The economy was centered on Armco Steel. That’s where Page worked summers to pay the $700 tuition, $1,200 with room and board, at Ohio University.
The company was a paternalistic presence in town. Workers got health insurance and pensions. If they needed help, they turned to civic organizations and churches, not the government.
So Page wasn’t surprised his hometown would vote for Trump, but he was surprised Ohio, after voting for Barack Obama twice, would go for the Republican maverick.
Page feels Vance underestimates the role racism played in the Trump victory. In Vance’s view, those voters were alienated by Obama who attended Ivy League schools and spoke like a constitutional law expert. But, Page said, the same could be said of Donald Trump, except Trump “speaks like someone still trying to learn English as a second language.”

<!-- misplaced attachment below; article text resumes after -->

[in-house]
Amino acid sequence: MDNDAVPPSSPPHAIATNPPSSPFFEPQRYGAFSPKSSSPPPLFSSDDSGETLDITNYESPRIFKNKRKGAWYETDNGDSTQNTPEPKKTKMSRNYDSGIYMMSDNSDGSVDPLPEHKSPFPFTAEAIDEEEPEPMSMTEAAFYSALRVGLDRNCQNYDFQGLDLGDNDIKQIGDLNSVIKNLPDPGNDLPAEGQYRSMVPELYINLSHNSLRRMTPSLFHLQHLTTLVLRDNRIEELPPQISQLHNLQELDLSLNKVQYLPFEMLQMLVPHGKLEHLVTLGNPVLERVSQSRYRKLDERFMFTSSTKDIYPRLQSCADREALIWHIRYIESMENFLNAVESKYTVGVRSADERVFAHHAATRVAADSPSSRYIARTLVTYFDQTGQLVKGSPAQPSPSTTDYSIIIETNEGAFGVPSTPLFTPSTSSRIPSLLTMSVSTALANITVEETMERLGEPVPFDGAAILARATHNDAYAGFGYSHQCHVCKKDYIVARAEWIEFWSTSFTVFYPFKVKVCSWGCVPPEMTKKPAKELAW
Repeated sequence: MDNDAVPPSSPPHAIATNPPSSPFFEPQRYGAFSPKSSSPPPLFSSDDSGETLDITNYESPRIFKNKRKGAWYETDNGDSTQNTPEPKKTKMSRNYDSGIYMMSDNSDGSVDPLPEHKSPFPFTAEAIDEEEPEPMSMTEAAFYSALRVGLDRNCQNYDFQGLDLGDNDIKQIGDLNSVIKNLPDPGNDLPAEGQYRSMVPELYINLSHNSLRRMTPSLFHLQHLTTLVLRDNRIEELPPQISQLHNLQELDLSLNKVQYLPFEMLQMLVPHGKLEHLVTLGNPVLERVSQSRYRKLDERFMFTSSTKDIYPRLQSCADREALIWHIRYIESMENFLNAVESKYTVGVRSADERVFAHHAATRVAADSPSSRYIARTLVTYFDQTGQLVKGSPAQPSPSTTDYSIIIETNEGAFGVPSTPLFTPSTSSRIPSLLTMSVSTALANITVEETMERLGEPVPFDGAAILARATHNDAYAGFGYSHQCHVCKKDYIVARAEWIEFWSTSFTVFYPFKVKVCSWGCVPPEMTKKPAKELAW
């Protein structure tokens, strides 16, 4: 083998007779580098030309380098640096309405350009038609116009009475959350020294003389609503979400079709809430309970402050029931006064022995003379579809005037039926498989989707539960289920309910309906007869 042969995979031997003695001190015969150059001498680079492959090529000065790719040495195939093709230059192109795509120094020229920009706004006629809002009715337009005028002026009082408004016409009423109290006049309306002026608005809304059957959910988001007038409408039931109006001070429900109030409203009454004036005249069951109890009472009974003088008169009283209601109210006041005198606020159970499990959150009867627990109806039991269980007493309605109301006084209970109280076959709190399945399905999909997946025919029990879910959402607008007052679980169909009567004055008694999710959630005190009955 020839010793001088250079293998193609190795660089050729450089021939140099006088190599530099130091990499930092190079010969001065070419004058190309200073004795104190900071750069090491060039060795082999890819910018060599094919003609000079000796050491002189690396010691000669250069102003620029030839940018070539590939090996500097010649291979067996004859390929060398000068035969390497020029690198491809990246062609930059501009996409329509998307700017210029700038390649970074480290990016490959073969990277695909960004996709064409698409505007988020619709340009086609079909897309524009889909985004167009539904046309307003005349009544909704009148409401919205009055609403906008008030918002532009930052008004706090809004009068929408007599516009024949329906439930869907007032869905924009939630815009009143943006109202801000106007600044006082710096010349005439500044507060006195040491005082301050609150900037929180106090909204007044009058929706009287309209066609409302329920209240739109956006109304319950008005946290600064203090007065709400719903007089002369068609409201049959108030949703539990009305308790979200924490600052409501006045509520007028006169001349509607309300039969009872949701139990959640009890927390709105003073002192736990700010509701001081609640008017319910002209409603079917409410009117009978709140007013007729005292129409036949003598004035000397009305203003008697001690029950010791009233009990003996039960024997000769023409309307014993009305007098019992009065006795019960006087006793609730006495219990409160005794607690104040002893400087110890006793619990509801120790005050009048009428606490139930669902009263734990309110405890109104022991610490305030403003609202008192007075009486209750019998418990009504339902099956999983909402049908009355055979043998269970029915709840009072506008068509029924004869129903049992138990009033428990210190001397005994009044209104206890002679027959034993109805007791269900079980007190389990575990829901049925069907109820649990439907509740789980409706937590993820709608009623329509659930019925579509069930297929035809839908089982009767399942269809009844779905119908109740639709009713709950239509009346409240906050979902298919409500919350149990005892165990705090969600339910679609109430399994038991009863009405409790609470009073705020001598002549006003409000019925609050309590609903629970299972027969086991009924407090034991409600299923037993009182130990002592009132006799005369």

Page noted the large number of Republicans who doubted Obama was an American citizen.
Still the journalist understands Trump’s basic appeal. “Voters had the sense that this guy was one their side.”
As BGSU political scientist Melissa Miller pointed out at a panel discussion earlier in the day, Page said, Trump had support from a broad swath of white voters, not just low-income ones.
Vance, Page said, is “obviously conflicted over how much of our success failure in life is circumstance and how much is our responsibility. He reminds us in the Middletown fashion that we all have some agency, have choices and the choices we make can determine the direction we take.”
Page said that “some of us have more direction in making those choices.” He was fortunate, he said, to have “boring parents” who guided him on the right path. But economic stress puts additional pressures on those families.
Page said the while Vance paints a vivid picture of the problems of his lower income white subjects, he hedges when it comes to prescribing any solution. “He’s still trying to find the answers.”
Vance will get a chance to tell his own story when he comes to speak at BGSU Nov. 29, and Page urged his audience to press him about what his solutions would be.